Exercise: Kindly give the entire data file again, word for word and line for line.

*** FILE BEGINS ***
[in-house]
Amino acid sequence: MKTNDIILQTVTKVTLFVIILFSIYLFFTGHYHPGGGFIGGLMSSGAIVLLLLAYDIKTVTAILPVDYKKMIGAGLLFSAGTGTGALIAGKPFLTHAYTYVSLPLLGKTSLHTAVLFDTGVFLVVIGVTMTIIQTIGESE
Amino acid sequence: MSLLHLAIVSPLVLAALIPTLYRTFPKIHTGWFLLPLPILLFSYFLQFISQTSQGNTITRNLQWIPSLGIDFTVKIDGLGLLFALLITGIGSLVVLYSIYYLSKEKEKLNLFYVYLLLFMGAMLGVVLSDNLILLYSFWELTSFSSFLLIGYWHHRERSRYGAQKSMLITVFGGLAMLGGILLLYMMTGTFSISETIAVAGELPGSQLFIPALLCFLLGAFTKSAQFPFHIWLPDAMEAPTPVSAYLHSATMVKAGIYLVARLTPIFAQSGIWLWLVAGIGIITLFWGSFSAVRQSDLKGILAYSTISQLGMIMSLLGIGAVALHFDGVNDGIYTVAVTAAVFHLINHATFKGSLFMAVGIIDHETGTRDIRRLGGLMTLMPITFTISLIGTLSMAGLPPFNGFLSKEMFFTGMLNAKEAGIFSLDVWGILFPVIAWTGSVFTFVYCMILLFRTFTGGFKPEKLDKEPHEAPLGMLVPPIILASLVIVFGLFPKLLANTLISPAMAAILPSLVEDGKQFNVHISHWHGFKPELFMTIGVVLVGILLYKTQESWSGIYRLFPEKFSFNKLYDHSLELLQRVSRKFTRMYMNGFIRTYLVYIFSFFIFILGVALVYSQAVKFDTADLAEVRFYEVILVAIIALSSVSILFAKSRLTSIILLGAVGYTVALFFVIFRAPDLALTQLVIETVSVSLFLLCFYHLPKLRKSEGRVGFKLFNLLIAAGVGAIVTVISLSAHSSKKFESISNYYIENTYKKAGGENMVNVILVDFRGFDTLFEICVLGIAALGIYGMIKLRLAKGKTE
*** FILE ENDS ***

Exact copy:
[in-house]
Amino acid sequence: MKTNDIILQTVTKVTLFVIILFSIYLFFTGHYHPGGGFIGGLMSSGAIVLLLLAYDIKTVTAILPVDYKKMIGAGLLFSAGTGTGALIAGKPFLTHAYTYVSLPLLGKTSLHTAVLFDTGVFLVVIGVTMTIIQTIGESE
Amino acid sequence: MSLLHLAIVSPLVLAALIPTLYRTFPKIHTGWFLLPLPILLFSYFLQFISQTSQGNTITRNLQWIPSLGIDFTVKIDGLGLLFALLITGIGSLVVLYSIYYLSKEKEKLNLFYVYLLLFMGAMLGVVLSDNLILLYSFWELTSFSSFLLIGYWHHRERSRYGAQKSMLITVFGGLAMLGGILLLYMMTGTFSISETIAVAGELPGSQLFIPALLCFLLGAFTKSAQFPFHIWLPDAMEAPTPVSAYLHSATMVKAGIYLVARLTPIFAQSGIWLWLVAGIGIITLFWGSFSAVRQSDLKGILAYSTISQLGMIMSLLGIGAVALHFDGVNDGIYTVAVTAAVFHLINHATFKGSLFMAVGIIDHETGTRDIRRLGGLMTLMPITFTISLIGTLSMAGLPPFNGFLSKEMFFTGMLNAKEAGIFSLDVWGILFPVIAWTGSVFTFVYCMILLFRTFTGGFKPEKLDKEPHEAPLGMLVPPIILASLVIVFGLFPKLLANTLISPAMAAILPSLVEDGKQFNVHISHWHGFKPELFMTIGVVLVGILLYKTQESWSGIYRLFPEKFSFNKLYDHSLELLQRVSRKFTRMYMNGFIRTYLVYIFSFFIFILGVALVYSQAVKFDTADLAEVRFYEVILVAIIALSSVSILFAKSRLTSIILLGAVGYTVALFFVIFRAPDLALTQLVIETVSVSLFLLCFYHLPKLRKSEGRVGFKLFNLLIAAGVGAIVTVISLSAHSSKKFESISNYYIENTYKKAGGENMVNVILVDFRGFDTLFEICVLGIAALGIYGMIKLRLAKGKTE